The CLUAS Archive: 1998 - 2011


Much has been made here in France of Phoenix and their growing popularity in North America, with reference to two sold-out shows in New York's Central Park at the end of last month. However, these weren't huge outdoor events on the scale of, say, Paul Simon's legendary shows in 1981 and 1991 - the French band's gigs were in an area of the Park called the Rumsey Playfield as part of a cultural series called SummerStage.

Similarly, you may also have seen Justice and their 2008 documentary 'A Cross The Universe', which chronicled their eventful U.S. tour. (Highlights include a quickie marriage and an arrest for assault.) That pair's spiritual forefathers were celebrated in LCD Soundsystem's fantastic 2005 single 'Daft Punk Is Playing At My House'. And celebrity blogger Perez Hilton has taken under his wing a French singer called Sliimy, a cross musically and physically between Mika and Prince. So, pop from France has found a niche in the American music scene.

Ooh La L.A.!Attempting to build on this, while Phoenix were rocking New York a dedicated French music festival called 'Ooh La L.A!' took place in Los Angeles. As reported by Les Inrockuptibles, three shows took place over the weekend of 23-25 September at the Henry Fonda Theater on Hollywood Boulevard.

(And yes, French people really do say "ooh la la!" - though it seems to us that the most common users are irate drivers and excitable sports commentators. At the risk of destroying your image of France, it's not really something a pouty Parisian model or extrovert Breton villager would utter.)

The first night's bill featured Sebastien Tellier, still telling the unfunny joke that is his 'Sexuality' album. (However, as we reported last February, his live show is worth the ticket price just to hear him play the wonderful 'La Ritournelle'.) Also playing were a French Letter favourite - Cocoon, the Clermont-Ferrand folk-pop duo who've become hugely successful in France. (How could you not be charmed by an album called 'My Friends All Died In A Plane Crash' and released on a label called Sober And Gentle?)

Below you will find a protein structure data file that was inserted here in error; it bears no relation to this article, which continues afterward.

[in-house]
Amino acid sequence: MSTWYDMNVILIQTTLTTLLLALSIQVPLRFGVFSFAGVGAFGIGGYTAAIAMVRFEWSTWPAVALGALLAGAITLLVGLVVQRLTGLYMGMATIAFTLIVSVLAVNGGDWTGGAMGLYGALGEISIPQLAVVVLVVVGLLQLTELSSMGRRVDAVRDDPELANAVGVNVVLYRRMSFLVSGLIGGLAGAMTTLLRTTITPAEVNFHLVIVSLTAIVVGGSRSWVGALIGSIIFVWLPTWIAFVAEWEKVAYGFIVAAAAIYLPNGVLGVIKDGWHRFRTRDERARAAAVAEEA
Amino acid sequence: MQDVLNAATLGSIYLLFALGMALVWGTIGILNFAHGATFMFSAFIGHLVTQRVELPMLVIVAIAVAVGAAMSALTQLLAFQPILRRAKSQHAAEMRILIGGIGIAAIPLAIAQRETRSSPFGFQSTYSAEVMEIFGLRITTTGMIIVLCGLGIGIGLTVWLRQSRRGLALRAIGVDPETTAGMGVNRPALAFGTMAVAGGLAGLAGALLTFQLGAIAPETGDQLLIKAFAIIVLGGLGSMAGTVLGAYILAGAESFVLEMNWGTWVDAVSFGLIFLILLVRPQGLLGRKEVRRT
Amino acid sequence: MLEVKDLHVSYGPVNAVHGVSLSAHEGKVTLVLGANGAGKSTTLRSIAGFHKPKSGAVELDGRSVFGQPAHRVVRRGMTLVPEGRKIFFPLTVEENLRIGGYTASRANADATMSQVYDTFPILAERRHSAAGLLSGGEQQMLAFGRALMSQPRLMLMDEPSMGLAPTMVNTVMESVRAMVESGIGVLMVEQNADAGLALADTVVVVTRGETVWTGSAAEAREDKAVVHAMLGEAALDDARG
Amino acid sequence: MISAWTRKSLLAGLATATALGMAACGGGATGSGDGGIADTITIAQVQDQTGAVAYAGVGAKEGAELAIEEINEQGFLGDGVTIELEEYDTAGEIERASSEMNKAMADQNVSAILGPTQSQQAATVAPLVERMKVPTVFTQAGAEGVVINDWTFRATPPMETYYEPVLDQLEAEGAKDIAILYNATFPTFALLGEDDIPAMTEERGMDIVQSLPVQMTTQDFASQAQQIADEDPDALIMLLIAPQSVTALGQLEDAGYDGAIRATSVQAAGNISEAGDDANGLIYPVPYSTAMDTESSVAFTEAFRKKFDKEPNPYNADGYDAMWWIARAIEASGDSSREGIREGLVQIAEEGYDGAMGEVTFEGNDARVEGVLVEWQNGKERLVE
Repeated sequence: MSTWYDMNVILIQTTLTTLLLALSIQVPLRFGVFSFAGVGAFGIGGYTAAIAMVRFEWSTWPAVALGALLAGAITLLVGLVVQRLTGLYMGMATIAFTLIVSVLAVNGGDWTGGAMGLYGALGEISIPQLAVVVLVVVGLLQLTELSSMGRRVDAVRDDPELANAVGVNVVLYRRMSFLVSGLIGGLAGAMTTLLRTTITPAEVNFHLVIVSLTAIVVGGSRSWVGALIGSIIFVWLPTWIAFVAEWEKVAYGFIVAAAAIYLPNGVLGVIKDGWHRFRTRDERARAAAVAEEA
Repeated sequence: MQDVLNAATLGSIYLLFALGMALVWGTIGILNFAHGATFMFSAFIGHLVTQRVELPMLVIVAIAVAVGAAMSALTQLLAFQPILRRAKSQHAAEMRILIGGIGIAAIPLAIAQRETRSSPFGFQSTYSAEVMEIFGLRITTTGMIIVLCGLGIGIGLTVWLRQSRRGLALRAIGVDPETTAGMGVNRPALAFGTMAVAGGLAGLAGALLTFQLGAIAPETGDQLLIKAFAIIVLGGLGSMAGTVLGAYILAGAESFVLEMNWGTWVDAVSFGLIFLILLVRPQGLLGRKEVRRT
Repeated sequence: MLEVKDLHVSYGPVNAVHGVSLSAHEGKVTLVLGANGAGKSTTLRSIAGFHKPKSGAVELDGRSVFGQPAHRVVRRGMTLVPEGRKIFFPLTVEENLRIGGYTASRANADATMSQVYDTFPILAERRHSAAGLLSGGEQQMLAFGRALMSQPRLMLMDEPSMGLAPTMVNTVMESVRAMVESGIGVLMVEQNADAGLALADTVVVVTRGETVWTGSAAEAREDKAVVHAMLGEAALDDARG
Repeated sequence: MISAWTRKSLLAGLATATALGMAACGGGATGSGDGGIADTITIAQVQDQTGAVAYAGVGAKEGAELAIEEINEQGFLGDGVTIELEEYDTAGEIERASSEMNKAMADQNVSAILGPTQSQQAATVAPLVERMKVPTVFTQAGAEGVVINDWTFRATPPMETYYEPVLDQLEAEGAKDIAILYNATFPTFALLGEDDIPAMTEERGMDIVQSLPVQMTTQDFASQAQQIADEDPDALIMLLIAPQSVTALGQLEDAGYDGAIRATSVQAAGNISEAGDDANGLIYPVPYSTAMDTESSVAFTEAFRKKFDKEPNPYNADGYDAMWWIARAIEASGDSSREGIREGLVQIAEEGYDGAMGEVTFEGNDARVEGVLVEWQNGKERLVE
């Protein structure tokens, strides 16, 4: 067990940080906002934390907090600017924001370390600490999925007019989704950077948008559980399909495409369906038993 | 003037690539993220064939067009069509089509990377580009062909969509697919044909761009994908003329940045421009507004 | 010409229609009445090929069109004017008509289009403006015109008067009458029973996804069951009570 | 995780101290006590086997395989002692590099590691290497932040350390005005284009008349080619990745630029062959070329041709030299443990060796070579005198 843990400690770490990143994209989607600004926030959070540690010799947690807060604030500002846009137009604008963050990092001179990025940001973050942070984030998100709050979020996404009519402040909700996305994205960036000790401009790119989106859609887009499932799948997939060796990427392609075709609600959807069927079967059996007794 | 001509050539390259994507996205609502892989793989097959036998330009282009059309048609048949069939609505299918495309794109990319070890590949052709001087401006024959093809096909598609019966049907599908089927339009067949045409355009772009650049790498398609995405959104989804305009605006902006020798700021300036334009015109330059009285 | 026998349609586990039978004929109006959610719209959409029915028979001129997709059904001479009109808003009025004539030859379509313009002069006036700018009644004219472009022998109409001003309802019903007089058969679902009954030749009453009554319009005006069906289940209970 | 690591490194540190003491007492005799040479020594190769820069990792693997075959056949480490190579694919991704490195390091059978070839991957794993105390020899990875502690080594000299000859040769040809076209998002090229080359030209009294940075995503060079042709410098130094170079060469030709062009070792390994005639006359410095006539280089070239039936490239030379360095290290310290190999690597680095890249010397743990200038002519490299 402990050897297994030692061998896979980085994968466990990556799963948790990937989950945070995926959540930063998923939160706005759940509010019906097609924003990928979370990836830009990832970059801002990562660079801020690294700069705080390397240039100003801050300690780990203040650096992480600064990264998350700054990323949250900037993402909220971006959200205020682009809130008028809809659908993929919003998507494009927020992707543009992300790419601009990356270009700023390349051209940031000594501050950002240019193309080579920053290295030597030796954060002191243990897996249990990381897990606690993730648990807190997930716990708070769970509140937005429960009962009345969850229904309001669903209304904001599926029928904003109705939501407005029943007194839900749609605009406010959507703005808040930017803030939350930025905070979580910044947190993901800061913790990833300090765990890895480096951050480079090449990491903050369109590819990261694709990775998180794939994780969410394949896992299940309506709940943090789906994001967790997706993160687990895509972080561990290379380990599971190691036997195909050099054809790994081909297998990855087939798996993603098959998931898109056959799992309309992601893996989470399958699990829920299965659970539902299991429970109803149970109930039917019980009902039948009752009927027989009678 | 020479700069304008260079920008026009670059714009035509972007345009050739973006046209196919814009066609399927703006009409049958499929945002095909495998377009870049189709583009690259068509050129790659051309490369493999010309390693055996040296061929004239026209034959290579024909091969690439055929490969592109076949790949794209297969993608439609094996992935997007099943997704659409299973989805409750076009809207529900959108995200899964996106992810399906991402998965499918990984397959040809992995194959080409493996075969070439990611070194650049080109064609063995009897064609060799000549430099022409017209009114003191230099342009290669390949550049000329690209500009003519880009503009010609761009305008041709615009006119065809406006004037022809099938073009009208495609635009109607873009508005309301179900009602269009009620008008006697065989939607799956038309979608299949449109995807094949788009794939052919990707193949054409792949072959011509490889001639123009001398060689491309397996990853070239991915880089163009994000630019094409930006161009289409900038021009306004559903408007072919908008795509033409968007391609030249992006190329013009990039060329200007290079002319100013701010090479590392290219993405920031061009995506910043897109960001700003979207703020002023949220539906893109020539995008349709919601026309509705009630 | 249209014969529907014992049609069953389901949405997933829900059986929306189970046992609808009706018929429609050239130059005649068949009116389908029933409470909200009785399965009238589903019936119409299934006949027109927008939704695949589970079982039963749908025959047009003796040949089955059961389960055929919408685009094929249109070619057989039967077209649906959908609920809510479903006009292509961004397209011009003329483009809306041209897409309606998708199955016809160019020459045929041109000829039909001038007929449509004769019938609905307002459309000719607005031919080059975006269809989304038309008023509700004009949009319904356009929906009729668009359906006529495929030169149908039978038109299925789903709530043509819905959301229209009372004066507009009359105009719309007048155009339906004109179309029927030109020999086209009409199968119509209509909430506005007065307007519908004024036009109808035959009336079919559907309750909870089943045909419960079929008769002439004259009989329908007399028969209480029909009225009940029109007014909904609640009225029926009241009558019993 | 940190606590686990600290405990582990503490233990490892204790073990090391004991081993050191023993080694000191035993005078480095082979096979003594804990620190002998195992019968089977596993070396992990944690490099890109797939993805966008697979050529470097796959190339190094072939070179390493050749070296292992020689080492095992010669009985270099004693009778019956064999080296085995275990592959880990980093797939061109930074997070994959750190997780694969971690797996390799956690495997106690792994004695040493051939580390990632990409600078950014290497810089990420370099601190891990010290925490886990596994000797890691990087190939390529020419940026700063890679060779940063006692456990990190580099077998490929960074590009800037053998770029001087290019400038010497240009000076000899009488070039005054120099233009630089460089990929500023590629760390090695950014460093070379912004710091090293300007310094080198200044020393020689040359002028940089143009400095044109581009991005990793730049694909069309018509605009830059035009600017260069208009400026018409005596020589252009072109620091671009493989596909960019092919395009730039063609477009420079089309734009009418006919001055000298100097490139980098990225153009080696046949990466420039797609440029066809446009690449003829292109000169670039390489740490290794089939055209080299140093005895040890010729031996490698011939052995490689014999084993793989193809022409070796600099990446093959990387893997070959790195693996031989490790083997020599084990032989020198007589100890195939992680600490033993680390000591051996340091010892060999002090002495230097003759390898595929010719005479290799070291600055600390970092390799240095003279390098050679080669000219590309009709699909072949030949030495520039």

And then there was piano-pop artist Gonzales. Real name Jason Beck, he's actually Canadian but following a few years in Berlin he's now resident in France. He produced both 'Let It Die' and 'The Reminder' for Feist. On 18 May he set a world record by performing a solo concert that lasted 27 hours, 3 minutes and 44 seconds. And his piano-playing hands were cast as those of Serge Gainsbourg in the forthcoming biopic on the great man, though we read that his contribution hasn't made the final cut.

Unfortunately his recent music is nowhere near as interesting as those little pieces of trivia. But back in 1999 and 2000 he released some catchy tunes on the Kitty-Yo label, the best of which was a slinky single called 'Let's Groove Again'.

Rather appropriately, the second night of the festival starred Hollywood Mon Amour (the '80s movie theme version of Nouvelle Vague) and Franco-Finnish indie duo The Dø, whose singer Olivia Merilahti is quite irritating. Sadly, French Letter favourite Emilie Simon had to cancel for personal reasons (a bereavement, apparently) and she was replaced by Soko, the acoustic singer-songer whose track 'I'll Kill Her' became something of an internet hit.

The final night of 'Ooh La L.A!' was dedicated to French electronica. Brodinski and The Shoes are both from the north-eastern city of Reims, also home to Yuksek, while Jamaica are a Parisian duo formerly known as Poney Poney (not to be confused with fellow French bands Poney Express, Poni Hoax or Pony Pony Run Run).

Aside from the electronica/Reims clique, you'd be hard pushed to construe any kind of coherent French scene from the 'Ooh La L.A!' line-up. For one thing, none of the artists currently perform in French, apart from the absent Emilie Simon's previous album, 'Végétal'. Still, it's a good time for French bands to head for America. And, combined with annual global Fête de la Musique celebrations such as Let's French in Dublin, world domination seems to be on the agenda.

We've already raved at length about Cocoon and Emilie Simon so here's that Gonzales song we mentioned earlier, 'Let's Groove Again':

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Nuggets from our archive

2000 - 'Rock Criticism: Getting it Right', written by Mark Godfrey. A thought provoking reflection on the art of rock criticism.